An inclusive school is one in which the teaching and learning, achievements, attitudes and the well-being of every child matters. An inclusive classroom is an educational term used to describe classes whose students possess a wide range of abilities and developmental levels. These classes may contain children with cognitive and physical ability levels considered normal for their ages, as well as those with certain developmental or learning disabilities. In an inclusive setting, each student, regardless of individual strengths, weaknesses or diagnoses, is considered part of the school community. The goal is that all students are given an opportunity to develop a sense of belonging along with the other students and teachers and maximize their learning.
Principles of Inclusive Pedagogy
The children play an active role in learning and shaping the classroom ethos. The teachers in a truly inclusive setting are quite flexible in their approach and modify her techniques according to the response and needs of their students. They try to provide different learning opportunities, through a variety of methods and experiences, to the students. The responsibility of learning lies with the students, who play a major role in deciding the way things are done in the classroom and shaping the classroom culture.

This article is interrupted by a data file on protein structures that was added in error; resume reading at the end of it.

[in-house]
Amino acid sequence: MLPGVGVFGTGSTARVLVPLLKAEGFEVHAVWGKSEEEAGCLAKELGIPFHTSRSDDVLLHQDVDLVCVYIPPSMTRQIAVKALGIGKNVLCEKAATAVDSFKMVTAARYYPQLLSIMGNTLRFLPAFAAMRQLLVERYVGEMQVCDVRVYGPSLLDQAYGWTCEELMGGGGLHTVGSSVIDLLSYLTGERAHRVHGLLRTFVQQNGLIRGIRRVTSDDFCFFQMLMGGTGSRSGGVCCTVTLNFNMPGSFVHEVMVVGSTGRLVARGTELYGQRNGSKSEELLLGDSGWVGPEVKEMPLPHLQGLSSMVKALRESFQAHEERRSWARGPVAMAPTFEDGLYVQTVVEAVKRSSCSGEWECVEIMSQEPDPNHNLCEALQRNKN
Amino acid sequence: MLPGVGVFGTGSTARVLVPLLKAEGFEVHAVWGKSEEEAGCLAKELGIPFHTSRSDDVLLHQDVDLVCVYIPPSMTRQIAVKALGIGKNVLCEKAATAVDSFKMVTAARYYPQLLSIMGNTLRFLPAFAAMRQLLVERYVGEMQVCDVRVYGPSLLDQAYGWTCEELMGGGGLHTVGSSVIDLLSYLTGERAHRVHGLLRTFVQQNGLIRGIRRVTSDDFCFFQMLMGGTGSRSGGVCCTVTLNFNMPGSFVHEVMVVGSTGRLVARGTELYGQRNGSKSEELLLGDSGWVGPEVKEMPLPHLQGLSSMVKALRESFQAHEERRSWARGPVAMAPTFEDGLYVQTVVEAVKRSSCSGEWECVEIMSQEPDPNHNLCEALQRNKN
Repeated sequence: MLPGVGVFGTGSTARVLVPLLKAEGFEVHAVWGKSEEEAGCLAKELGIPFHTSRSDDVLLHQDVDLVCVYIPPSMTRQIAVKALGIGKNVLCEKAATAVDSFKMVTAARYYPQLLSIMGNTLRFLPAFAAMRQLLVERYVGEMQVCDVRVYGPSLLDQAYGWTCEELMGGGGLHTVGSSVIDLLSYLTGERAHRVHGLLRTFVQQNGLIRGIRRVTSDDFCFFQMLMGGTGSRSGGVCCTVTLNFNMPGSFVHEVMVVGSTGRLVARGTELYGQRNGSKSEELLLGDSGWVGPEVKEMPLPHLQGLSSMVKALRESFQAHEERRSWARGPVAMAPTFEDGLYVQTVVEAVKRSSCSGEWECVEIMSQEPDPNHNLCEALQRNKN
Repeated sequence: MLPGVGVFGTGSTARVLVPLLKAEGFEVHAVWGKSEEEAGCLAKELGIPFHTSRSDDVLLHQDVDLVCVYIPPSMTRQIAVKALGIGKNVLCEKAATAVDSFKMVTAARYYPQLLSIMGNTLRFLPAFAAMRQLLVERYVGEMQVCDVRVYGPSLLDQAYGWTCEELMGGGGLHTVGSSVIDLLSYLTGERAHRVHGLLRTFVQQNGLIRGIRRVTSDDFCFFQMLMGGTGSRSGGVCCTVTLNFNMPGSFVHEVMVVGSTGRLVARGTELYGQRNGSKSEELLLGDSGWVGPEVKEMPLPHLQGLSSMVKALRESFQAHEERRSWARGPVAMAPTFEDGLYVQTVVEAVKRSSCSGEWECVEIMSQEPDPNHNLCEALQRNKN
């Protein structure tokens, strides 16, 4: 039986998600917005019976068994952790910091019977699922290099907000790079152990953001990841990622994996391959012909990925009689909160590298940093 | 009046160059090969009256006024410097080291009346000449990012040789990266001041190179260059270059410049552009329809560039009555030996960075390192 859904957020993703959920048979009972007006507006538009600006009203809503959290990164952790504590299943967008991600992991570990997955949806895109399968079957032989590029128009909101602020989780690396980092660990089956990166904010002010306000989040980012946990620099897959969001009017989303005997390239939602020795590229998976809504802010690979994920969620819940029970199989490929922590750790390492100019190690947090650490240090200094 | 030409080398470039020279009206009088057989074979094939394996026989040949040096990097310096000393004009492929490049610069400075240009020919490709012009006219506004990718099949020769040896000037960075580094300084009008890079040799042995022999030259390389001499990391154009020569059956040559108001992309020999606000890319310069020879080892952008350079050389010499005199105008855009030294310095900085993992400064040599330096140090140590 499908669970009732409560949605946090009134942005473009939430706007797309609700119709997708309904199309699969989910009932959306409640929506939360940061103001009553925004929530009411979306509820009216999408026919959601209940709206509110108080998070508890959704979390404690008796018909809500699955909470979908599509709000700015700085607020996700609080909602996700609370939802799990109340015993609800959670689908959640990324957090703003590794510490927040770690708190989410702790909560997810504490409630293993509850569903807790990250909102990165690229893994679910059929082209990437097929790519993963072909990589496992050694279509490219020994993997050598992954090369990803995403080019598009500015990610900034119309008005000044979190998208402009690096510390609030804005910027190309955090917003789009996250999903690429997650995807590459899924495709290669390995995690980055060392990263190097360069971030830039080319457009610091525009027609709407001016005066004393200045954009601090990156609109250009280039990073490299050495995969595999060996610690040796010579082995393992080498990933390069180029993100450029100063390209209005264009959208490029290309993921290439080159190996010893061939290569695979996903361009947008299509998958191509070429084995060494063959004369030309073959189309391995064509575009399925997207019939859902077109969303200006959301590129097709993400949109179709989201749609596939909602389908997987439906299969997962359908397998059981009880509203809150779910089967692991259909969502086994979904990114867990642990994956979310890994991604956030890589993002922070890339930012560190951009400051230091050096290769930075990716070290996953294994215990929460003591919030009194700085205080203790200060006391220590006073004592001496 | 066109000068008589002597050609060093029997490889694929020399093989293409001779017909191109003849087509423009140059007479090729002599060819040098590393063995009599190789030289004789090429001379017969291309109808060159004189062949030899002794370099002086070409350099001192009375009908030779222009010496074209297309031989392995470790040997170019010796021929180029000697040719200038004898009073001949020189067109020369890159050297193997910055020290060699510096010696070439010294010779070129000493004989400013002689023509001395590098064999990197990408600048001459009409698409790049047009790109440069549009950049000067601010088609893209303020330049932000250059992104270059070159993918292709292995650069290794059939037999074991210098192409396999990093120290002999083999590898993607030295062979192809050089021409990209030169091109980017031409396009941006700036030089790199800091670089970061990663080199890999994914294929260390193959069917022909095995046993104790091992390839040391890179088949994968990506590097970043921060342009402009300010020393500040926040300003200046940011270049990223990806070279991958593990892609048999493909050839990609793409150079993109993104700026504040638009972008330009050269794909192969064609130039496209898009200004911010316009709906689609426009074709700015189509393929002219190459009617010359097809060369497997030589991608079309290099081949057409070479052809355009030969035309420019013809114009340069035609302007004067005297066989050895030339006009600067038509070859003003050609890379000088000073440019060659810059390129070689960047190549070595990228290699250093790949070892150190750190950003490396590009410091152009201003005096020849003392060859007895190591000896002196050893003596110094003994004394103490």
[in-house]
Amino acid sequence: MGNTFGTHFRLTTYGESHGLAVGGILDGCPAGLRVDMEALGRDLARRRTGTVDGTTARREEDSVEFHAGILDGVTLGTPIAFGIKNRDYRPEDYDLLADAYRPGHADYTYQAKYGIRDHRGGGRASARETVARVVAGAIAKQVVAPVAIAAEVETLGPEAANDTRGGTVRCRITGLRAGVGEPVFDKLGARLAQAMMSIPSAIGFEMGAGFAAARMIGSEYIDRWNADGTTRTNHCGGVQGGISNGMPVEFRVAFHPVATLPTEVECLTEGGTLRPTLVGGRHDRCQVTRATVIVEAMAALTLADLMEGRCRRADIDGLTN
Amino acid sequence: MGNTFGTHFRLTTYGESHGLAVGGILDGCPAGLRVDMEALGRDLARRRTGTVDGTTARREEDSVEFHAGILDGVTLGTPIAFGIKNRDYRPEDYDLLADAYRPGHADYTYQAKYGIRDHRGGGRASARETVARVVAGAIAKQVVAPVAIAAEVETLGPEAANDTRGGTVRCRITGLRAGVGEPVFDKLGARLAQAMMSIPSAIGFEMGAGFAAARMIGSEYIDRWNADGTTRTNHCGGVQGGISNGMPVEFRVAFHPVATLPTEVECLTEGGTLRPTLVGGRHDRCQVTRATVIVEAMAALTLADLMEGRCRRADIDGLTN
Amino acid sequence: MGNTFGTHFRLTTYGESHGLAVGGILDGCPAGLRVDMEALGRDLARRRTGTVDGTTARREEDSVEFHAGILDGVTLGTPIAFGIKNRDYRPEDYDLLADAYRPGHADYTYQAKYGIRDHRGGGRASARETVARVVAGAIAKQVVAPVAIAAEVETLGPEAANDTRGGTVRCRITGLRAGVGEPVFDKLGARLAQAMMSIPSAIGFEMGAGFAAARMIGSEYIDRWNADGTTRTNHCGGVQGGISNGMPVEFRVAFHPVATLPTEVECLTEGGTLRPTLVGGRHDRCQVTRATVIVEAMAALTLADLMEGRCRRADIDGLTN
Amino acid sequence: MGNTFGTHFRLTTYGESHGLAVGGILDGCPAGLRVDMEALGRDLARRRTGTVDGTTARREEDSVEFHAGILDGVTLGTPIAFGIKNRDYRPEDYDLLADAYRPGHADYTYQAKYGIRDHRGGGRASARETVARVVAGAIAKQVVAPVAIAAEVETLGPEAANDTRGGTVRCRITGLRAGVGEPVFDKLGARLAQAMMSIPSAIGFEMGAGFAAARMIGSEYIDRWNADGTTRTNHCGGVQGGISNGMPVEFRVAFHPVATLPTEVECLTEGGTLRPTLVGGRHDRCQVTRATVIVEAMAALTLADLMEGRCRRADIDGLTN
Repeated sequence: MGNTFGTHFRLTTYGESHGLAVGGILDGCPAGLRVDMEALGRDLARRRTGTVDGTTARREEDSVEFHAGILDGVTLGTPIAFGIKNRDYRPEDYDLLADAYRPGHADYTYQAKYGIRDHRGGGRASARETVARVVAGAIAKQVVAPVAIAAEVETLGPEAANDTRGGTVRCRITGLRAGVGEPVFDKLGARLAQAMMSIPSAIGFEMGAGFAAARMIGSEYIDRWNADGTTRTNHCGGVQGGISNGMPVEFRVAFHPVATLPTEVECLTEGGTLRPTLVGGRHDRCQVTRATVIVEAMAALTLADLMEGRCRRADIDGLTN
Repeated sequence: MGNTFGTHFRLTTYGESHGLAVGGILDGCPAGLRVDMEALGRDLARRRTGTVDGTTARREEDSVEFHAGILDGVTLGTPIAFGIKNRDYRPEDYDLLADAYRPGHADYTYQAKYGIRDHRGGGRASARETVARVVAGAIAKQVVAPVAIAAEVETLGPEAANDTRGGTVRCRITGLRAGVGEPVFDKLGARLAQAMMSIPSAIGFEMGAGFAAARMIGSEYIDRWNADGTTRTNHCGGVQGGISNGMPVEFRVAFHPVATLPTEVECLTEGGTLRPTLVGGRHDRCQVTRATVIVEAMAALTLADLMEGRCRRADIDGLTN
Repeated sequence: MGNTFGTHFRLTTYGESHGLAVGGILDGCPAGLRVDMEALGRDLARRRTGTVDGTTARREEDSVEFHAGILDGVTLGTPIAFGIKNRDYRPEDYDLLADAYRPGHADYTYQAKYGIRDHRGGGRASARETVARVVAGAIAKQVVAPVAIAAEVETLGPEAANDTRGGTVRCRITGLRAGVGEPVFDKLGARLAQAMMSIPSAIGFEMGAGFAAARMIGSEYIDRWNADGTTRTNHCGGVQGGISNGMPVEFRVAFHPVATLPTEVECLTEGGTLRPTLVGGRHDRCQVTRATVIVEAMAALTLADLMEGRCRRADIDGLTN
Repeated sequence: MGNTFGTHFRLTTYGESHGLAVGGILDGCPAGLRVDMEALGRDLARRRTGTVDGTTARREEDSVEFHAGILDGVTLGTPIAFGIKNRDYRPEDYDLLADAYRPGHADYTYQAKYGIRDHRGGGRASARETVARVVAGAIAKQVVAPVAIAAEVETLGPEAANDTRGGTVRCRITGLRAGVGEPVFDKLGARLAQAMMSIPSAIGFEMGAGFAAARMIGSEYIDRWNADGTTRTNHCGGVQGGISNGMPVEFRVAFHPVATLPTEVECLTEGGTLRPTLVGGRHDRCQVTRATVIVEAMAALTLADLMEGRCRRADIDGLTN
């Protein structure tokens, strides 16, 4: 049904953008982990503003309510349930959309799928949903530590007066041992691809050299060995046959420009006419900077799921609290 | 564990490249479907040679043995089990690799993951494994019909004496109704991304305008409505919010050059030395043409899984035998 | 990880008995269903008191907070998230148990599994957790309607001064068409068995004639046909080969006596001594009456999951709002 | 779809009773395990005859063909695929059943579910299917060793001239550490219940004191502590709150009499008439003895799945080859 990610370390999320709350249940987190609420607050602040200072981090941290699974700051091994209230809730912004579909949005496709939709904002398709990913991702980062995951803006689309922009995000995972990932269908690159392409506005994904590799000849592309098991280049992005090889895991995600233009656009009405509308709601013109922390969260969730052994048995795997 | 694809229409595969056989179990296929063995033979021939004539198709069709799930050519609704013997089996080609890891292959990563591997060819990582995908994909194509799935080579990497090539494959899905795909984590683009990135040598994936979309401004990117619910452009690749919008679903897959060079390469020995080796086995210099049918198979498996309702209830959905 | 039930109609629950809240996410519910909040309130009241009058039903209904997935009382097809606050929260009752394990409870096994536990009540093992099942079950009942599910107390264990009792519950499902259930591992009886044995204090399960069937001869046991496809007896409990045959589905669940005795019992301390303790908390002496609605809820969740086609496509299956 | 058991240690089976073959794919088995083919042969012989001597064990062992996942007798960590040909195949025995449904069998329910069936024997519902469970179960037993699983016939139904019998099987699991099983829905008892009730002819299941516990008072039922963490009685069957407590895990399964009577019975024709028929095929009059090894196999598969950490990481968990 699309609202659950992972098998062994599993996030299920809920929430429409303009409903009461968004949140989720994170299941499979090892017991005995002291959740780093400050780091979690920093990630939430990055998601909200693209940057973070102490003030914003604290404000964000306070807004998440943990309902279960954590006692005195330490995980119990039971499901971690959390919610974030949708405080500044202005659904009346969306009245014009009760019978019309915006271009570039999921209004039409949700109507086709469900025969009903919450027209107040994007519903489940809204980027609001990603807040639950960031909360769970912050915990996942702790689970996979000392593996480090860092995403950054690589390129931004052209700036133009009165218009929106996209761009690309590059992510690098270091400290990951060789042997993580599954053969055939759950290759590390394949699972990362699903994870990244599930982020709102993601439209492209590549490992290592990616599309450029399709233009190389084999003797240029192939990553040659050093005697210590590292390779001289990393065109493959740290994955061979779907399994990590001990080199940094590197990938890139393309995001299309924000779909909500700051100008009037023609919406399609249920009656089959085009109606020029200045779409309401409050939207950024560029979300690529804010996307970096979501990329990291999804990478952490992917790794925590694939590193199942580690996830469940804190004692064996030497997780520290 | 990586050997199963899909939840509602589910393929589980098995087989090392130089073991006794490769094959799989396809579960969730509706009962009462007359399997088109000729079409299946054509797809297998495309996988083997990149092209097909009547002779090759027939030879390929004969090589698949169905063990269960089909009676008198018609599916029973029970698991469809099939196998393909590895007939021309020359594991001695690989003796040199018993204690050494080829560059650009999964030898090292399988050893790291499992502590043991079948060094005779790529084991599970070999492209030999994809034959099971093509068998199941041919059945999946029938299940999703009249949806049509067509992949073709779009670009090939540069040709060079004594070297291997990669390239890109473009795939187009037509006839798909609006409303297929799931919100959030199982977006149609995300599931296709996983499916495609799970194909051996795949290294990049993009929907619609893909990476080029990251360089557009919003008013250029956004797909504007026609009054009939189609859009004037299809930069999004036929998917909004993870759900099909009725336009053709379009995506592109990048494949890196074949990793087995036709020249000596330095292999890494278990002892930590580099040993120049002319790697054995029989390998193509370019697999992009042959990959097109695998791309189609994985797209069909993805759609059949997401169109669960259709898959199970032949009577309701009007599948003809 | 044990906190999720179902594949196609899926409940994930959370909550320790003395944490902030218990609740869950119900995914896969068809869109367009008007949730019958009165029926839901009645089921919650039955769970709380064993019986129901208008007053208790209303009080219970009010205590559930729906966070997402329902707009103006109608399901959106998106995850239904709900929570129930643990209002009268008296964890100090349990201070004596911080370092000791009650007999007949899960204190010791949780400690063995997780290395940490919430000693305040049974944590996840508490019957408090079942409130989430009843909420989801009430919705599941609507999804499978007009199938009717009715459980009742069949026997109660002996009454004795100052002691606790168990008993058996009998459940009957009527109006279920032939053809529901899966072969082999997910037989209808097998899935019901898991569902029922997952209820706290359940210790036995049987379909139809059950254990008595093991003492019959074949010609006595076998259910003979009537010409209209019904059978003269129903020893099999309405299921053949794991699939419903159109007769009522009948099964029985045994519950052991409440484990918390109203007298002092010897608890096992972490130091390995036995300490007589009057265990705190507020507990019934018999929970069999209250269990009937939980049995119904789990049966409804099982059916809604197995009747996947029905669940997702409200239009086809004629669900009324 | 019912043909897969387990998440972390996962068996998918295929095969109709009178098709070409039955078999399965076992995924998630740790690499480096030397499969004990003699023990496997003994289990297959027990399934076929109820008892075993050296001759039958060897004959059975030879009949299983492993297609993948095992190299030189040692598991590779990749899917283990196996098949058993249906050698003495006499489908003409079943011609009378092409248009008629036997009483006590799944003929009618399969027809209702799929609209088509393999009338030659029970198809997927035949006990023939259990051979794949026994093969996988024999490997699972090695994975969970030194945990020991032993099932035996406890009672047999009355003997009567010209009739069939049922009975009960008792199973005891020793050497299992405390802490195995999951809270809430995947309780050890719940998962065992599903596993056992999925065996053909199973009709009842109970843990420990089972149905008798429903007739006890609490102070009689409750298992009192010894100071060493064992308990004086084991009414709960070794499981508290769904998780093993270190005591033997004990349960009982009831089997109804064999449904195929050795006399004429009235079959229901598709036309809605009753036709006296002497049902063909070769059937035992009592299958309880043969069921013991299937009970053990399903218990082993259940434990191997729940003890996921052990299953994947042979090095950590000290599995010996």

The multiplicity of Teaching Methods
The teacher needs to employ a variety of teaching methods, approaches, and tools to address the diversity of the group. Using multiple teaching methods is a means to enhance the academic success of students with varying learning styles and strengths. A variety of teaching methods and teaching materials which go beyond the textbook and blackboard helps the teacher to facilitate a multi-sensory experience which can be easily modified to meet an individual or a group’s needs and also helps students acquire collaborative problem-solving skills.
No Fixed Outcome
In an inclusive classroom, the focus is not to make all students achieve a fixed outcome in terms of learning achievement. This is in recognition of the fact that all learners are different and have different strengths and weaknesses. Thus, the aim is to help each student recognize his own potential and work towards achieving the goals set by him. The teacher too works in the context of certain broad competencies and life skills rather than stressing on uniform learning within the group.